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Why we can't be libertarian

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There is a definite allure for libertarianism within the conservative movement. It would be quite easy to become one. Honest. So why shouyld we conservatives not sign on?

A handful of critically important issues, for starters. As a group, libertarians support abortion. They don't care for an aggressive foreign policy either, and although they may quite compelling arguments it's difficult to come around on the drug questions. Further, and this will sound very odd considering the source, they seem to have too much of a distrust of government. Like it or not, there are things which only a government can do. Keeping order, for one, and keeping potential enemies at bay with the aggressive measures necessary. Roads jump into the front of the mind as well. Yet libertarians are likely as not all right, at least in essence, on those subjects. The root problem with libertarianism as it stands today is the belief that the individual is the final arbiter of morality, the one who sets the standard for right and wrong.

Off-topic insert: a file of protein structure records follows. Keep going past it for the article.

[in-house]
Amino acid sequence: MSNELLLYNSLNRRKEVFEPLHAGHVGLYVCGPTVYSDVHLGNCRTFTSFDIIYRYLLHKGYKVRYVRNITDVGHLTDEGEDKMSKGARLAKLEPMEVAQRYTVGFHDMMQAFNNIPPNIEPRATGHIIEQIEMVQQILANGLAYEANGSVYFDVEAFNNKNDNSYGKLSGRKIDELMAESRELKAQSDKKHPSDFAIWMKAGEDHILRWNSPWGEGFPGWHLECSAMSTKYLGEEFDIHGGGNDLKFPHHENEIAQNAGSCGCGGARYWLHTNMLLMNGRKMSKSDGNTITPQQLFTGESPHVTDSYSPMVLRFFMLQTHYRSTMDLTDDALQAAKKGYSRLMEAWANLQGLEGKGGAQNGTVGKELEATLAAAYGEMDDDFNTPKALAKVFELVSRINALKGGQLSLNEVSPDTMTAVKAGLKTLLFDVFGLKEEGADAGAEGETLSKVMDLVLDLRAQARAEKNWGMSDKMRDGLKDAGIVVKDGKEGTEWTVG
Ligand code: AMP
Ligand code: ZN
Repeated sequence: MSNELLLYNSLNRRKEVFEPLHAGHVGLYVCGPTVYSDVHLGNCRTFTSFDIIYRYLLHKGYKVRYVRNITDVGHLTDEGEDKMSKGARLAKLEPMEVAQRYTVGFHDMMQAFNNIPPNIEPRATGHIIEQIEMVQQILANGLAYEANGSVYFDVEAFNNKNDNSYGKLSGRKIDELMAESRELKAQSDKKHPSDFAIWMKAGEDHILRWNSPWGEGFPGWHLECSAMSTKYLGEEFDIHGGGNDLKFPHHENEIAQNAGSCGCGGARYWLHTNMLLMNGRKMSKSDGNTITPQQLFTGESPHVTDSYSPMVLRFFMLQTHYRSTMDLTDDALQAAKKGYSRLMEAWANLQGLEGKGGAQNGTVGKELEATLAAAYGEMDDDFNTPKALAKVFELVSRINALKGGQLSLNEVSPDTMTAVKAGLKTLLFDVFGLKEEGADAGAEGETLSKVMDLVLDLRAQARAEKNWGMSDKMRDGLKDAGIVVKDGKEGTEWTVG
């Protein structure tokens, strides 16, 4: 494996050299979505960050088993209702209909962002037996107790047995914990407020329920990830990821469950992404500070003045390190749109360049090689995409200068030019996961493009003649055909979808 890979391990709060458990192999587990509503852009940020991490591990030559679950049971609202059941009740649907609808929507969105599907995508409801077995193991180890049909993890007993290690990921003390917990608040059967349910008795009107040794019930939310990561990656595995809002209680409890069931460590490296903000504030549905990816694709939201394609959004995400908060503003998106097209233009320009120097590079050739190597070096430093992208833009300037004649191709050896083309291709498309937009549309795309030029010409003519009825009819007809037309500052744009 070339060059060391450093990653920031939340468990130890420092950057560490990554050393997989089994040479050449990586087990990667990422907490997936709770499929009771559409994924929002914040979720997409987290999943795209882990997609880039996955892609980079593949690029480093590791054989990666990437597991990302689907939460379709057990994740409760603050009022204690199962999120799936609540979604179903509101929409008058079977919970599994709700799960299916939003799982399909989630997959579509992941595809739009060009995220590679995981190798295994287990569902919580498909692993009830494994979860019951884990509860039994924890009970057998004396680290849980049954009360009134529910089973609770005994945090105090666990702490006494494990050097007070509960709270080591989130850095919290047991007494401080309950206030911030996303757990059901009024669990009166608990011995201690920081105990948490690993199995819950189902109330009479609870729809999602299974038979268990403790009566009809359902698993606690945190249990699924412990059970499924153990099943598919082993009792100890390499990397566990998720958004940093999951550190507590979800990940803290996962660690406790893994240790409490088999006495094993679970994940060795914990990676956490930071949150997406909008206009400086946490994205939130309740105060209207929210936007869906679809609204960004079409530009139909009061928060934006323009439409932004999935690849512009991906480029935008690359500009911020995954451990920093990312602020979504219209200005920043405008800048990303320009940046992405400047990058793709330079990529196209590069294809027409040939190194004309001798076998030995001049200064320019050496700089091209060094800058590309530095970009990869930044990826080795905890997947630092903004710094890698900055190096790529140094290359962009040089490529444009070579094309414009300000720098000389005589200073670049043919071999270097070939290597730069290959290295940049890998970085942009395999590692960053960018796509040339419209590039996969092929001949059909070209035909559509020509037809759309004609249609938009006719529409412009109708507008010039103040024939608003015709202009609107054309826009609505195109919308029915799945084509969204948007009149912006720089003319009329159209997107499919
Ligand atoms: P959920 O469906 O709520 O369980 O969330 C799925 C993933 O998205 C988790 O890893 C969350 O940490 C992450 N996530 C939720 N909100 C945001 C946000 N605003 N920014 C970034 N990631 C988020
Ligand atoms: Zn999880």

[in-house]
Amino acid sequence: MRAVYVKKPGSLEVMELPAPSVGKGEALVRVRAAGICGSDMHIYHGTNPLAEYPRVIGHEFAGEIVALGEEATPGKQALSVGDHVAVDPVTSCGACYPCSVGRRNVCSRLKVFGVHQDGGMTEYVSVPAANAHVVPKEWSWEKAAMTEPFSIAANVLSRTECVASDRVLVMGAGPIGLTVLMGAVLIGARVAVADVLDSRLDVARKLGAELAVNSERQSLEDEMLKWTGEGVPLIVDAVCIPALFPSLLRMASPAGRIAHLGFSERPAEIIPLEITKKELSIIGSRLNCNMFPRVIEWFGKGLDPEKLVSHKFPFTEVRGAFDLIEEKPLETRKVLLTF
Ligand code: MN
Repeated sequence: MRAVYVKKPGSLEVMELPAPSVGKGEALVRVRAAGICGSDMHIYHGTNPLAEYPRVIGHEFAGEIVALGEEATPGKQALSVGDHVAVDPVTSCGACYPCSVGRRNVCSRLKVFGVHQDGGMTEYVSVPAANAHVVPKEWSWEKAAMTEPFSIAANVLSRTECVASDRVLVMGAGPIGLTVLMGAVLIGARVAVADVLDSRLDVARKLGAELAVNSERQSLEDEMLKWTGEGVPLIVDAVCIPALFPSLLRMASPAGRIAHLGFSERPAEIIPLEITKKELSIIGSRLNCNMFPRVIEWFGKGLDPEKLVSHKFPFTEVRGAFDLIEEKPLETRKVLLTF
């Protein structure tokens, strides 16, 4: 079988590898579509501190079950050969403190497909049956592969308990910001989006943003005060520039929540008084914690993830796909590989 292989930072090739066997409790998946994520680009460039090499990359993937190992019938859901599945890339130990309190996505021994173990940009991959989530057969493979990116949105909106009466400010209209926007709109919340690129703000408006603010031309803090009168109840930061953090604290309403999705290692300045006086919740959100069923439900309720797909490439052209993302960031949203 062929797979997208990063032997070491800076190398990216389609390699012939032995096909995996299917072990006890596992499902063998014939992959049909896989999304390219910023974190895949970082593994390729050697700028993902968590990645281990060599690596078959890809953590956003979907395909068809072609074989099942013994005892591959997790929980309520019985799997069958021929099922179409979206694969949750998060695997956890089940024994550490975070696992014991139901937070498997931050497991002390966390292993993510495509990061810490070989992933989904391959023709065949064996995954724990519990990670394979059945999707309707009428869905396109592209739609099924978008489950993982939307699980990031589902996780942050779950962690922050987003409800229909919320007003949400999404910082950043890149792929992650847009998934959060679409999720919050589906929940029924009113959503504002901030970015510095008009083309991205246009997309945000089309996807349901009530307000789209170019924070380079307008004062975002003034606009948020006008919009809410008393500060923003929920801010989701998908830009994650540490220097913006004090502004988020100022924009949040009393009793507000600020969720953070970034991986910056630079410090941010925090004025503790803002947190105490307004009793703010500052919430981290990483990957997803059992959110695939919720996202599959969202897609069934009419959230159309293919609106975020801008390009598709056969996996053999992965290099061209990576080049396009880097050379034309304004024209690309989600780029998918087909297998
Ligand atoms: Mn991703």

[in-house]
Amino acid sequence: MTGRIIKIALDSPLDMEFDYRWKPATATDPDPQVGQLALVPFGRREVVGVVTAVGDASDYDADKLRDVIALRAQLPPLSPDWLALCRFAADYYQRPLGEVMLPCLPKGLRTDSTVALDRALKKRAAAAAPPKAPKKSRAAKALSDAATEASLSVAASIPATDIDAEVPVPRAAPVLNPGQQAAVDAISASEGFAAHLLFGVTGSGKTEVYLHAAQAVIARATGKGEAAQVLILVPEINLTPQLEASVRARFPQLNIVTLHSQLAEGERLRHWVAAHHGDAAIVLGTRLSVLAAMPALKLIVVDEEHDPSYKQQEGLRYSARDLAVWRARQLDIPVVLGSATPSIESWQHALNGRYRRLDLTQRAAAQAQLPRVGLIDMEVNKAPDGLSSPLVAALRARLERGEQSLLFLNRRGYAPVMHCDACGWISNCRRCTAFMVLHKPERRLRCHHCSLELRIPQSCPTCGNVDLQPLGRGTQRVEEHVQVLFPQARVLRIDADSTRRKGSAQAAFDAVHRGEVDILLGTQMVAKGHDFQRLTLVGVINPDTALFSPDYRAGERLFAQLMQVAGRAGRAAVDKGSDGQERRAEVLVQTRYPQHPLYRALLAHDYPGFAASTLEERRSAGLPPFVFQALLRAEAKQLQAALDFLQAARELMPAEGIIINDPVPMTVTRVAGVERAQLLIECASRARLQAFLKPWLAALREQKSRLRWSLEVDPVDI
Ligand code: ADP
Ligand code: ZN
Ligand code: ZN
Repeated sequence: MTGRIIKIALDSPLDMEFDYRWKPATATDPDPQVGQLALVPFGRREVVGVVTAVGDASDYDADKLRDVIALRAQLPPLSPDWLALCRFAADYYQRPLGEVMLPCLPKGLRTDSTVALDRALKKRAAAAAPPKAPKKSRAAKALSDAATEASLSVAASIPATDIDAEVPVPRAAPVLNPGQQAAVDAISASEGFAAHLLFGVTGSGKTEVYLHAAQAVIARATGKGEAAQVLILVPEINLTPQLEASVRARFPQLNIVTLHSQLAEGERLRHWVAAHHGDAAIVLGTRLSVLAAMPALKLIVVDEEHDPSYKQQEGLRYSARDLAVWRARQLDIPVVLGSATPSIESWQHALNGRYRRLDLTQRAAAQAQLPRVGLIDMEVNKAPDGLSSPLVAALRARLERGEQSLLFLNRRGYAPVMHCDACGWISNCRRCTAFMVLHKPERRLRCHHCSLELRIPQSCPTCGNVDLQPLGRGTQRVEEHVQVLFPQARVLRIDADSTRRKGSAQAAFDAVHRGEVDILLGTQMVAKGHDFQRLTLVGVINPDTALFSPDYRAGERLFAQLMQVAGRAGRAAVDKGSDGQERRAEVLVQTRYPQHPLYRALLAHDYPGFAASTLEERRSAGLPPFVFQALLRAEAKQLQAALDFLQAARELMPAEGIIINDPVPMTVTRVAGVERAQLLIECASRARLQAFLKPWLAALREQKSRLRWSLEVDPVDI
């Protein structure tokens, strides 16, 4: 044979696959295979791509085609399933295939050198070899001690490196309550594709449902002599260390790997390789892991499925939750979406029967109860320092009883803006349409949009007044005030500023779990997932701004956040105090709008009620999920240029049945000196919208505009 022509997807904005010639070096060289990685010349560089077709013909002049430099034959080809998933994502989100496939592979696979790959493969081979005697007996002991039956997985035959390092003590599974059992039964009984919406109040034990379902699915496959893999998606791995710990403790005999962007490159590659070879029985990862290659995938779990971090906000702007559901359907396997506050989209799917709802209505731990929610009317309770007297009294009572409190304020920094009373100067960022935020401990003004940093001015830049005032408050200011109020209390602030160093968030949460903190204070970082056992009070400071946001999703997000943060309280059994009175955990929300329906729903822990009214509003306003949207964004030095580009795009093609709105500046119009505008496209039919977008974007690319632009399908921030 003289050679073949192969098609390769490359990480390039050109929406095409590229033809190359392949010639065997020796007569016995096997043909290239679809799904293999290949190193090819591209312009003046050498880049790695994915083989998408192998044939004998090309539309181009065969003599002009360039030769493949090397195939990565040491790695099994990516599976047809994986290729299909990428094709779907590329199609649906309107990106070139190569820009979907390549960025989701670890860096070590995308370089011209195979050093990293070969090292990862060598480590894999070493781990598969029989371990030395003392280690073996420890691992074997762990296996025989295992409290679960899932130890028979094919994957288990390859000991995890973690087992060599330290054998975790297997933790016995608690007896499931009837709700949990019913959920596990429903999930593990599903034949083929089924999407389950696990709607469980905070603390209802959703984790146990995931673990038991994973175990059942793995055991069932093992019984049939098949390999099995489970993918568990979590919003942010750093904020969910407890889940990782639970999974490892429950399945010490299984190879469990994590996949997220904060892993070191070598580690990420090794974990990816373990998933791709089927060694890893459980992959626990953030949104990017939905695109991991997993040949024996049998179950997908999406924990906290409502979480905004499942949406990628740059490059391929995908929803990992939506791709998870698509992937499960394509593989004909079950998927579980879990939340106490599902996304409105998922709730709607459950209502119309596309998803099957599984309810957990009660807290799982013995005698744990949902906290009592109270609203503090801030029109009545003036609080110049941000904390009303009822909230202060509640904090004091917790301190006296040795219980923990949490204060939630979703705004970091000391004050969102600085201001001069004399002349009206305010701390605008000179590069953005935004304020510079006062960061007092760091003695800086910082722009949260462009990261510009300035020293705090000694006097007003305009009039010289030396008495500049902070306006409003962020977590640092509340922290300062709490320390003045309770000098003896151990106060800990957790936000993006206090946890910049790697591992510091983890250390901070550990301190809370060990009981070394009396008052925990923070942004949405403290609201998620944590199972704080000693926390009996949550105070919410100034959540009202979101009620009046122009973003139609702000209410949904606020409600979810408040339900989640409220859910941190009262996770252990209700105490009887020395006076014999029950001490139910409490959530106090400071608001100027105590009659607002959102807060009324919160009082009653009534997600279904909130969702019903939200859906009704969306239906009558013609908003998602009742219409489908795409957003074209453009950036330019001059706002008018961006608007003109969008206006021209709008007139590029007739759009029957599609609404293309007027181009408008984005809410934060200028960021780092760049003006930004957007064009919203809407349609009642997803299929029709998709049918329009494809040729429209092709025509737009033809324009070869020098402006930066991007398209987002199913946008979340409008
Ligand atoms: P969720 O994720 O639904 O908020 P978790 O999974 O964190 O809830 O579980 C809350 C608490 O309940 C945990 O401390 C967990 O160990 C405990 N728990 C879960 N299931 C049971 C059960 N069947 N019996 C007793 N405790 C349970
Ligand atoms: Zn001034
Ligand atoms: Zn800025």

No individual can hold this kind of power. We are not talking about the individual's right or ability to choose for himself among reasonable options, but you must notice that even that idea, the one on which we certainly base our freedoms, implies that our options must be reasonable and that therefore what makes our choices right is in fact something beyond our wishes. But the fact is that, on a practical level, wholly or entirely individual interpretation of right and wrong invites anarchy or worse: a might makes right society. Then on a philosophic level, it begs one very important question: if I, as an individual, can make up my own mind about people and things, why should I ever listen to you? No progress can be made from such a starting point in ethics, which certainly means nothing can be done in any other area either.

If libertarians were to admit that it is not the individual (or that weak sister, consensus) which dictates what can and cannot be true, that justice and rightness exist beyond the person and having a being of their own, we may reconsider libertarianism as a creed. Until then, they are as bad as liberals: they want what they want because they want it. It is a poor substitute for critical thought on critical issues.`

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